The apparent reluctance to slow down and really enjoy being a human in the US might be, at least in part, a product of religious puritanism, but that can't be the whole issue.  I'm not sure I have an adequate explanation, but a lot of has to do with our mostly unfettered ability to move about the country as we seek our destiny.  Children grow up and leave the home more or less permanently, pursuing their careers.  Extended families live mostly in widely scattered places, seeing each other only occasionally and on rare special occasions (like reunions, weddings, and sadly, funerals).  People live voluntarily shut up in their own homes, perhaps staring out the window with an AR-15 in fear of assault by some unknown menace, or spending hours watching TV, or arguing with trolls on social media.

We shop in giant superstores these days where the biggest issue is price, not quality.  We exult in paying less, even as we find we also enjoy it less and that quality has suffered.  Local businesses run by our neighbors go belly-up in the face of unfettered "capitalism" driving the competition out of the market.  The family farm is mostly gone in the face of absentee land ownership and corporate agribusinesses.  We work extra long hours, perhaps even at the expense of our own families.  We can't seem find the time to sit back and smell the flowers.  Our vacations often consist of rushing from place to place trying to check items off a bucket list, with relatively little relaxation as we hustle from one landmark to another.

I've had some of the best times of my life with my Boy Scout "family".  Thanks to my son wanting to be a Boy Scout, I found myself using most of my annual leave for the first time, enjoying the company of friends as we tried to help young men grow up to be responsible adults through hiking and camping experiences.  I had some real vacations with Scout friends where we actually relaxed and just enjoyed the simple beauty of southwest Texas high country (near Fort Davis, TX).  We didn't rush about trying to visit all the obligatory sights ... we mostly chatted with our friends, took afternoon naps, had a home-cooked supper, and watched the skies change hour by hour on the porch.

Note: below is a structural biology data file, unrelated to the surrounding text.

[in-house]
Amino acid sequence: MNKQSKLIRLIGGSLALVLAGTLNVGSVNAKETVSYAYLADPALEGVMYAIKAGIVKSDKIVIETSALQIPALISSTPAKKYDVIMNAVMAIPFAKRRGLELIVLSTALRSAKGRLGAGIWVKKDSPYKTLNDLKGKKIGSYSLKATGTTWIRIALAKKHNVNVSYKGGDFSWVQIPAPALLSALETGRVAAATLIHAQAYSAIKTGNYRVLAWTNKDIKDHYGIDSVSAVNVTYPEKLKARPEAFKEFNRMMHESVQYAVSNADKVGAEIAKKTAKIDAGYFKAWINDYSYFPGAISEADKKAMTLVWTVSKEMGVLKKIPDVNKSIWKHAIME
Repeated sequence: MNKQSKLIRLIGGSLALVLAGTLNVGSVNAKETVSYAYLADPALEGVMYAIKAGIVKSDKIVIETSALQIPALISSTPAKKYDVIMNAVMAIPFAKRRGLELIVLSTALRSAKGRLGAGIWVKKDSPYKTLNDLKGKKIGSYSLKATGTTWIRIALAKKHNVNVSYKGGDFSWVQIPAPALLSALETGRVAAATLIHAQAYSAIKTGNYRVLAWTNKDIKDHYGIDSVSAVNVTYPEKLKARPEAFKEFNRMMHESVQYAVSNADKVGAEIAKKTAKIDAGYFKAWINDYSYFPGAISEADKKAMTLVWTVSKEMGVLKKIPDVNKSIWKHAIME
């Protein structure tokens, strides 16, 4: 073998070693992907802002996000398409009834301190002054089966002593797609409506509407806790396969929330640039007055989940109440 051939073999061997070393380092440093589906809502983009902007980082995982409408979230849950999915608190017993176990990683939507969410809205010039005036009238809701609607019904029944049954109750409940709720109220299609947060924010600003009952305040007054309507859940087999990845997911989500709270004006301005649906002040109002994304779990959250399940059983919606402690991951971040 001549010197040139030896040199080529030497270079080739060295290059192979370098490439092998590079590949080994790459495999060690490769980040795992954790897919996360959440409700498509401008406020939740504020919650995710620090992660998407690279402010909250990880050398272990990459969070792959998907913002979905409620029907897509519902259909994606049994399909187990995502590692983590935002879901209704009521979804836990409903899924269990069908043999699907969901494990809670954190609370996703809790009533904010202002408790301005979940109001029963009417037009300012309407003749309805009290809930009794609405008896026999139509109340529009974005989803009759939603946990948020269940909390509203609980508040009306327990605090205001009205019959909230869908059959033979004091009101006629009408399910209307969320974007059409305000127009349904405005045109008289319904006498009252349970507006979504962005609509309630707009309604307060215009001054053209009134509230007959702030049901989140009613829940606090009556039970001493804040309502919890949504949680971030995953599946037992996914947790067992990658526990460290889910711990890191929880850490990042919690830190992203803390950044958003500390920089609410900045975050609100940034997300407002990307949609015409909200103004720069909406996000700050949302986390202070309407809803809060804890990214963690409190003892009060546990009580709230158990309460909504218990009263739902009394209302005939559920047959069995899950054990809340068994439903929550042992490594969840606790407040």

During my stay on Mallorca, my colleagues were hard-working during the day - as hard-working as any American.  But when they weren't at work, they had a lot of social interaction outside of the workplace.  Together, they attended festivals, had group cook-outs, visited the beaches, enjoyed the experience of eating, drinking, and socializing in local bars.  They walked to many of their destinations as the typical European city is more compact than the sprawling metroplexes of the US.  During festivals, there were parades, dressing in traditional regional attire, dancing, bands, fires on the street that eventually burned down to coals for grilling, etc.  There was so much going on that it would be impossible to sleep, so virtually everyone participated.  Bars in Europe are very different from bars in the US, which seem primarily dedicated for people to get drunk - European bars are social gathering places for everyone, including the children.  Bars are where you get out and meet your neighbors, including people who don't even drink alcohol at all!  When regulars walk in, they're greeted with good-natured kidding and open hearts.  Everyone knows everyone else from the simple means of frequent shared experiences.